For 12 years Ann Cook has been spreading a love of reading and books to students as the librarian at Purdy Elementary School.
A Peninsula High School graduate — her three children are third generation PHS students — and Gig Harbor resident, Cook has 15 years experience in the Peninsula School District.
“I love reading. I’ve always loved reading,” Cook said. “I love helping kids find the right book that gets them hooked.”
Cook is the October recipient for the district’s Ellen Fay Award for academic excellence.
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We’re so excited. She’s an incredible person. (Cook) does so many different things here ... she always goes above and beyond with extra things to help with the school.
Kristi Rivera, principal of Purdy Elementary
Though Cook remains modest of her award, her co-workers are thrilled, said Kristi Rivera, principal of Purdy Elementary.
“We’re so excited. She’s an incredible person,” Rivera said. “(Cook) does so many different things here ... she always goes above and beyond with extra things to help with the school.”
Along with her zeal for reading, Rivera said that Cook has worked to introduce students to computer coding, teaching at a summer coding camp and after school classes, along with founding the now famous annual “Grandparents Week” at the school, which featured more than 1,000 grandparents visiting last year.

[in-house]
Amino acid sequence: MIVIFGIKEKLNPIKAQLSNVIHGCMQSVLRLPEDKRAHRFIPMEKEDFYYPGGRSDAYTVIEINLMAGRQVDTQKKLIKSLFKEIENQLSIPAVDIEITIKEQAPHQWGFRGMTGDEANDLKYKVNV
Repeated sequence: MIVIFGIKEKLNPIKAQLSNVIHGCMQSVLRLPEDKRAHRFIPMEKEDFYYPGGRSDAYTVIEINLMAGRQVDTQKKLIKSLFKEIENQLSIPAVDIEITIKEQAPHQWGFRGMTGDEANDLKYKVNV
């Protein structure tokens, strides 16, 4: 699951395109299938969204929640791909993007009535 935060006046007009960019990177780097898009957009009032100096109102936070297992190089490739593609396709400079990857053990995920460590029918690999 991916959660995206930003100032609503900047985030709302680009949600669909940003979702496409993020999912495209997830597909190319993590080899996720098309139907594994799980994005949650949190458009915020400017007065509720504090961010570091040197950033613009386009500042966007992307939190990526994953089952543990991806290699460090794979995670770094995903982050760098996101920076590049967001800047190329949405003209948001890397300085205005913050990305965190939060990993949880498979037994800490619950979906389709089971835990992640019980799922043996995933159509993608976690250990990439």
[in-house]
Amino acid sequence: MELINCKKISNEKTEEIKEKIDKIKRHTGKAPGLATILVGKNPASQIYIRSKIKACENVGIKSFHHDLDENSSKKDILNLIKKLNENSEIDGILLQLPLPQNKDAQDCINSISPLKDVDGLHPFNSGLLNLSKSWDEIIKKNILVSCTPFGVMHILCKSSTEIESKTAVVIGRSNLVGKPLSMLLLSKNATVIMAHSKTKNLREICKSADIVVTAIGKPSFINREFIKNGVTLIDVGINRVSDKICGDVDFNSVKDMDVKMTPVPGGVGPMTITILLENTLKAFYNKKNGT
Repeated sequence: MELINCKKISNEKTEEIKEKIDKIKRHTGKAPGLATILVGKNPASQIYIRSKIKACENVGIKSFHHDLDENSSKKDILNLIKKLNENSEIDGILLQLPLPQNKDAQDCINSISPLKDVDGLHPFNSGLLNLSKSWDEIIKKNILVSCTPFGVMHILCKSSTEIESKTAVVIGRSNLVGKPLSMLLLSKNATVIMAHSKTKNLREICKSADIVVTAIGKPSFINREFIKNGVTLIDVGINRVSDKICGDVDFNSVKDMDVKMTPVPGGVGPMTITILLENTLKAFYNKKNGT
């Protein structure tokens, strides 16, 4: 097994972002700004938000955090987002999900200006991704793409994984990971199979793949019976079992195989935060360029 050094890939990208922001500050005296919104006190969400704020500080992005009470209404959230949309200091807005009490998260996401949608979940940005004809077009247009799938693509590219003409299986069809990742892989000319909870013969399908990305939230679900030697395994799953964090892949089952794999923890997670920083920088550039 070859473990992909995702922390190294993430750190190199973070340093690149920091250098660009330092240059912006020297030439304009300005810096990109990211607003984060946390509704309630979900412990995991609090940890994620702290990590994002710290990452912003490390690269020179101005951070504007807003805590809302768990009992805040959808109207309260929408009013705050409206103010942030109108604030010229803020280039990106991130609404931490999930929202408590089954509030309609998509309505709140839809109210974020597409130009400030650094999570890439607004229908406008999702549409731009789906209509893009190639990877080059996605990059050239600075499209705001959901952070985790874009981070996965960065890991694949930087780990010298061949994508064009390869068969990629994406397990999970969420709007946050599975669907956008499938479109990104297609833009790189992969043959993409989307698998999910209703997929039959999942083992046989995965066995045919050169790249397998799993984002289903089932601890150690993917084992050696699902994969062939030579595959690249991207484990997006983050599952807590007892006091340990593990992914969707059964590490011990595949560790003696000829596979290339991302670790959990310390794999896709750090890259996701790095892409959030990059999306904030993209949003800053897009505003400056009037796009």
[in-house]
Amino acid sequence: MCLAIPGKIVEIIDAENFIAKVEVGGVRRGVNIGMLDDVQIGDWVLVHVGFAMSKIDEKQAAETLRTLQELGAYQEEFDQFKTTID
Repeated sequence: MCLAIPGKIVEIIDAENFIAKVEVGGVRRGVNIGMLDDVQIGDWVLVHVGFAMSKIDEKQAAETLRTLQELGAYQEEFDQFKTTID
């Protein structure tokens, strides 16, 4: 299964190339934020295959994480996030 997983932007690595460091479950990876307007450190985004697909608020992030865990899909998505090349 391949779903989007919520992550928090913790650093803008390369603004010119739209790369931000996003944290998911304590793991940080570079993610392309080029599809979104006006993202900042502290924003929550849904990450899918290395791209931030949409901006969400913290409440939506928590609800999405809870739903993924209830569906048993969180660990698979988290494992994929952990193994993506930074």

Cook is known throughout the school for her willingness to help other teachers — she occasionally works as a substitute teacher when needed — and her dedication to students.
This is the best job. I have a lot of freedom to have fun with (students).
From making sure students can get books at the book fair, to helping teach parents about ebooks so students can be connected at home, there is no limit to the work Cook is willing to do to make readers out of every student who crosses her path.
“She’s very committed to the students,” Rivera said. “She’s an amazing educator.”
Working with a large range of readers, from kindergarten to fifth grade, Cook works to read a bit of everything that comes into the library in order to help each student find the right book for their interest and reading level.
“This is the best job,” she said. “I have a lot of freedom to have fun with (students).”
Connecting with the students is important to Cook, who learns each child’s name and tries to remember what they’re reading.
“I wish I had more time to get to know every student and get to know what they’re reading. One-on-one time is very important to me,” she said. “I think if you make reading fun then you’ll make more lifelong readers.”